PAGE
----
SOPhiA 2018

Salzburgiense Concilium Omnibus Philosophis Analyticis

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Programme - Talk

Faulty Attitudes and Disagreement
(Epistemology, English)

A 'faultless disagreement' is a disagreement between at least two parties where neither party has made a mistake or is at fault. These types of disagreements are usually thought to amount to conflicting beliefs. Relativists like Kölbel (2004) have tried to argue that they can make sense of faultless disagreements by relativizing the truth-value of propositions to the perspectives of the disputants. Thus, they claim to be able to capture the idea that the disputants in question have a genuine disagreement whether p or not-p, as well as, at the same time not being at fault since both p and not-p can be true from their respective perspectives. Torfinn Huvenes (2014) have argued that one does not have to take refuge in relativism to make sense of faultless disagreement. He does this by claiming that disagreements sometimes involve 'non-doxastic attitudes' e.g. desires, preferences, likings etc. Furthermore, he claims that the mere fact that two parties have conflicting non-doxastic attitudes does not entail that anyone is making a mistake.
In this paper I argue against Huvenes' position by way of showing that there are good reasons to accept that non-doxastic attitudes can be appropriate or inappropriate in light of some evaluative property of the object of the attitude in question. Thus, if agent A has a non-doxastic attitude vis-a-vis an object x which is in fact inappropriate to have, then A will be at fault, in some sense at least. If agent B on the other hand has an appropriate non-doxastic attitude to the very same object as A, then A and B will be in a state of disagreement insofar as they have conflicting attitudes. However, it seems incorrect to hold that A is not at fault when having the attitude towards x as well as B not being at fault when having a conflicting attitude vis-a-vis the same object x. Clearly, A must be at fault here if there is some evaluative property in light of which A's attitude is inappropriate. Hence, if there is some attitude which is appropriate to have in light of some evaluative property of the object of the attitude, then the appropriateness of that attitude should exclude the appropriateness of the conflicting attitude. Consequently, the position held by Huvenes -- I argue -- can only secure disagreement at the expense of faultlessness.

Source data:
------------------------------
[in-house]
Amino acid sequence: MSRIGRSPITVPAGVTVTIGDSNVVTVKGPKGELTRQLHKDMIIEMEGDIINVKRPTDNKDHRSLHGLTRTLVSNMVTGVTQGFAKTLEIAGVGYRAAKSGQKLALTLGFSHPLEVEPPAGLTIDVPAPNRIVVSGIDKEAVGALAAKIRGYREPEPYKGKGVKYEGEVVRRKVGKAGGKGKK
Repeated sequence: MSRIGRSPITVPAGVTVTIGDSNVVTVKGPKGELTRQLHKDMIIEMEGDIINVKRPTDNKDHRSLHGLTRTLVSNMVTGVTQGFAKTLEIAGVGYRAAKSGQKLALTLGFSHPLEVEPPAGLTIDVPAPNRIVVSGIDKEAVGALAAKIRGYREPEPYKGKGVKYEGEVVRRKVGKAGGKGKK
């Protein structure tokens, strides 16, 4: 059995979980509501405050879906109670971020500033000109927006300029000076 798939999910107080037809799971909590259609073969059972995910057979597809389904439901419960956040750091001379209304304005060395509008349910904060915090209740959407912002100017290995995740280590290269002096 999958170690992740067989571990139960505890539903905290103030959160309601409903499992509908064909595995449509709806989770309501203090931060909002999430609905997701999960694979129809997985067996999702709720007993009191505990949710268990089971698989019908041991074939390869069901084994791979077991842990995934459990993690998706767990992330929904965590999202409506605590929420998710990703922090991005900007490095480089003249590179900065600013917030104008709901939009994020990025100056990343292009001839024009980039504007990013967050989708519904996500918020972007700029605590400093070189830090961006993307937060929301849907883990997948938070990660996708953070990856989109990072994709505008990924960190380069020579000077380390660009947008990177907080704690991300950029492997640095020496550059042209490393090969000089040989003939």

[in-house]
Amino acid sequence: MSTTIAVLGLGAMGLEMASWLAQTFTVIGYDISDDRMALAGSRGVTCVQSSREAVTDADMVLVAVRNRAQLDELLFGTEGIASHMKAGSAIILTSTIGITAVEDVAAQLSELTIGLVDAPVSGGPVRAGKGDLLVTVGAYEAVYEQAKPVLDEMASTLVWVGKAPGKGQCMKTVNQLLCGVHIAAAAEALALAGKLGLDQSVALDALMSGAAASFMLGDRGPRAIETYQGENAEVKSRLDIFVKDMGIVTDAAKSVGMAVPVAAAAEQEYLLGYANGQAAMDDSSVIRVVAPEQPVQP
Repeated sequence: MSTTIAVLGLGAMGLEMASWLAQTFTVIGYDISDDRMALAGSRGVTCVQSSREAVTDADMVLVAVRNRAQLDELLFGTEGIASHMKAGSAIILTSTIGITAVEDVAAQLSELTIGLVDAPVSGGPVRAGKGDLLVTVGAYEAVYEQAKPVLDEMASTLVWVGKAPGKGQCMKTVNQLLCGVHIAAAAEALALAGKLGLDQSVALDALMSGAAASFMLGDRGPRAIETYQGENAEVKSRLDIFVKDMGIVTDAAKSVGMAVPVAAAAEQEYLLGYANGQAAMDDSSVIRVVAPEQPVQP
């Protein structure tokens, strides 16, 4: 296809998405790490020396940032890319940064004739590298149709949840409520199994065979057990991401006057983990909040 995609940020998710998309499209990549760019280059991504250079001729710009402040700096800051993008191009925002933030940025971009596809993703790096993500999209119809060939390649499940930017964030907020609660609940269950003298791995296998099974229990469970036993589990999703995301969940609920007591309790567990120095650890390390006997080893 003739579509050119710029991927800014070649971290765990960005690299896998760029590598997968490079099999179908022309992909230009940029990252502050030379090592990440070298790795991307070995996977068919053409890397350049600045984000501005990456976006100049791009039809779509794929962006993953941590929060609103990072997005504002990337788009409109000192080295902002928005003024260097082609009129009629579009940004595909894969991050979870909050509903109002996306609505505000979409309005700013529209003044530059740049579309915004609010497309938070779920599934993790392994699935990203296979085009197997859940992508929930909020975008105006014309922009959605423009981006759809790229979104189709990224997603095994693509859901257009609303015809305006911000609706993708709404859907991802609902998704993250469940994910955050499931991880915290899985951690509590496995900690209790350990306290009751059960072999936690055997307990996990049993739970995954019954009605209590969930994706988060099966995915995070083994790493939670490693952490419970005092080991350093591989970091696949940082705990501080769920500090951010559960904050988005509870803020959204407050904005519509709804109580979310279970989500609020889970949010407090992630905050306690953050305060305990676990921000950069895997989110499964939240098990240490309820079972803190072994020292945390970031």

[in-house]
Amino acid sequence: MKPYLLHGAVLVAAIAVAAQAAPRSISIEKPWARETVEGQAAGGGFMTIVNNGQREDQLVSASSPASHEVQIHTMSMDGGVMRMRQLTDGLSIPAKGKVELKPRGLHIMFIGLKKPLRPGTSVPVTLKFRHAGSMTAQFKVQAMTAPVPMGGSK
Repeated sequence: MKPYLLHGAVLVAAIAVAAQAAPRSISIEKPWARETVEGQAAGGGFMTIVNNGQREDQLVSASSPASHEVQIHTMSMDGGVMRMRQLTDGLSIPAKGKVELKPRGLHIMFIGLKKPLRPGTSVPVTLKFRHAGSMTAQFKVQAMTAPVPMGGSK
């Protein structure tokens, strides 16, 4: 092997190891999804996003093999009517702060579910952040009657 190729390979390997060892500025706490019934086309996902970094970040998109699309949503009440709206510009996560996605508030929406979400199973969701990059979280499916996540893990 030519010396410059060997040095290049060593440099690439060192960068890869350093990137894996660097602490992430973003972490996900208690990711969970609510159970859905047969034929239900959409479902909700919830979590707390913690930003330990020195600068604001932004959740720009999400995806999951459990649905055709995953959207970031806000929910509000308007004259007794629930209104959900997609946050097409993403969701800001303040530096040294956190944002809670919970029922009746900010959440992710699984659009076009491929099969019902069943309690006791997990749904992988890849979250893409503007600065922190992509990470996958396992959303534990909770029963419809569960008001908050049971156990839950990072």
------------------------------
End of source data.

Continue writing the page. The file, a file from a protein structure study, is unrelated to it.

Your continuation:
Kölbel, M. (2004). Faultless Disagreement. Proceedings of the Aristotelian Society, 104, 53-73.
Huvenes, T. (2014). Disagreement Without Error. Erkenntnis, 79, 143-154.

Chair: Christian Feldbacher-Escamilla
Time: 10:40-11:10, 13 September 2018 (Thursday)
Location: SR 1.004

Robert Pal 
(Lund University , Sweden)

My name is Robert Pal and I am currently writing my master thesis at Lund University in Sweden under the supervision of professor Toni Rannow-Rasmussen. I have a bachelor's degree in practical philosophy from Lund University. This abstract is taken (and adjusted) from a paper I wrote in an advanced course at Ume - University in Sweden. The course was about ''disagreement''. The paper was examined by Torfinn Huvenes whose position I argue against. I have also taken some advanced courses at Ume - University and a course in Continental Philosophy at Södertörns Högskola in Sweden. My main area of interest is philosophy of emotions and attitudes and value theory.

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